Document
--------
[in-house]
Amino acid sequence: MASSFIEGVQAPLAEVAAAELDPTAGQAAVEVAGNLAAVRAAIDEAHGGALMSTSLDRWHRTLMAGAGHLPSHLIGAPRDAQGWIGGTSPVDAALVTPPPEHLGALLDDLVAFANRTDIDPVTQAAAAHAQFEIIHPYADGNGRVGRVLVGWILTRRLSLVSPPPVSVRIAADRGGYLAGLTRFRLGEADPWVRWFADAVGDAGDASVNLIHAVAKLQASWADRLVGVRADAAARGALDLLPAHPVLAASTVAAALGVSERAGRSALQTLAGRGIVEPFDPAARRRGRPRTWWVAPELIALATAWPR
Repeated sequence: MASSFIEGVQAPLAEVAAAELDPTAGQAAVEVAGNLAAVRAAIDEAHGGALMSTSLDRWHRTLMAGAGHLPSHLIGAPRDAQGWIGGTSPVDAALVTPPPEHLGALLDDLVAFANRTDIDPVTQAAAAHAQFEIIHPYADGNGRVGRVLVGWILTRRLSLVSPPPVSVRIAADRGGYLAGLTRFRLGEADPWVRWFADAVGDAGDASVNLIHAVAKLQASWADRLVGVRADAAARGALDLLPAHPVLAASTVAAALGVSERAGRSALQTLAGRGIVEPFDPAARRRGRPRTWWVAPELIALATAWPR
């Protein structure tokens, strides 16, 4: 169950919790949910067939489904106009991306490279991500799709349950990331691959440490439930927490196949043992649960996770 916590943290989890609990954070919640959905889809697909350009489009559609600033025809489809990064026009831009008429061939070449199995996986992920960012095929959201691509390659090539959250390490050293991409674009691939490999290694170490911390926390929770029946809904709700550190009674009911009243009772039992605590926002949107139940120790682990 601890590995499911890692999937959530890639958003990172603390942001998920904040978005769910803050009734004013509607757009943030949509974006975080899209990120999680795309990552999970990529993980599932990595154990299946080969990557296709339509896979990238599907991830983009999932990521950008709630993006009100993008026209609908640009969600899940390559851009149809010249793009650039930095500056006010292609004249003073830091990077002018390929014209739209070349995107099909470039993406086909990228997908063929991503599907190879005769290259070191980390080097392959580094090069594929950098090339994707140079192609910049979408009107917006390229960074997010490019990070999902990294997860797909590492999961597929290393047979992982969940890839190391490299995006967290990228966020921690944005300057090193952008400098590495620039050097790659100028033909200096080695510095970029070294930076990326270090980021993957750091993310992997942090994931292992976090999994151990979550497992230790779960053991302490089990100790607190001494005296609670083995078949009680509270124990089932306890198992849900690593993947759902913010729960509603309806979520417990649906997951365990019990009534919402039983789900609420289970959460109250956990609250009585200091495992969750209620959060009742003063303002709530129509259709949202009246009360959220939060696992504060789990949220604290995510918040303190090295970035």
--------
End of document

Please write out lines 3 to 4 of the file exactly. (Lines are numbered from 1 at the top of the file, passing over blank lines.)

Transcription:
Repeated sequence: MASSFIEGVQAPLAEVAAAELDPTAGQAAVEVAGNLAAVRAAIDEAHGGALMSTSLDRWHRTLMAGAGHLPSHLIGAPRDAQGWIGGTSPVDAALVTPPPEHLGALLDDLVAFANRTDIDPVTQAAAAHAQFEIIHPYADGNGRVGRVLVGWILTRRLSLVSPPPVSVRIAADRGGYLAGLTRFRLGEADPWVRWFADAVGDAGDASVNLIHAVAKLQASWADRLVGVRADAAARGALDLLPAHPVLAASTVAAALGVSERAGRSALQTLAGRGIVEPFDPAARRRGRPRTWWVAPELIALATAWPR
């Protein structure tokens, strides 16, 4: 169950919790949910067939489904106009991306490279991500799709349950990331691959440490439930927490196949043992649960996770 916590943290989890609990954070919640959905889809697909350009489009559609600033025809489809990064026009831009008429061939070449199995996986992920960012095929959201691509390659090539959250390490050293991409674009691939490999290694170490911390926390929770029946809904709700550190009674009911009243009772039992605590926002949107139940120790682990 601890590995499911890692999937959530890639958003990172603390942001998920904040978005769910803050009734004013509607757009943030949509974006975080899209990120999680795309990552999970990529993980599932990595154990299946080969990557296709339509896979990238599907991830983009999932990521950008709630993006009100993008026209609908640009969600899940390559851009149809010249793009650039930095500056006010292609004249003073830091990077002018390929014209739209070349995107099909470039993406086909990228997908063929991503599907190879005769290259070191980390080097392959580094090069594929950098090339994707140079192609910049979408009107917006390229960074997010490019990070999902990294997860797909590492999961597929290393047979992982969940890839190391490299995006967290990228966020921690944005300057090193952008400098590495620039050097790659100028033909200096080695510095970029070294930076990326270090980021993957750091993310992997942090994931292992976090999994151990979550497992230790779960053991302490089990100790607190001494005296609670083995078949009680509270124990089932306890198992849900690593993947759902913010729960509603309806979520417990649906997951365990019990009534919402039983789900609420289970959460109250956990609250009585200091495992969750209620959060009742003063303002709530129509259709949202009246009360959220939060696992504060789990949220604290995510918040303190090295970035």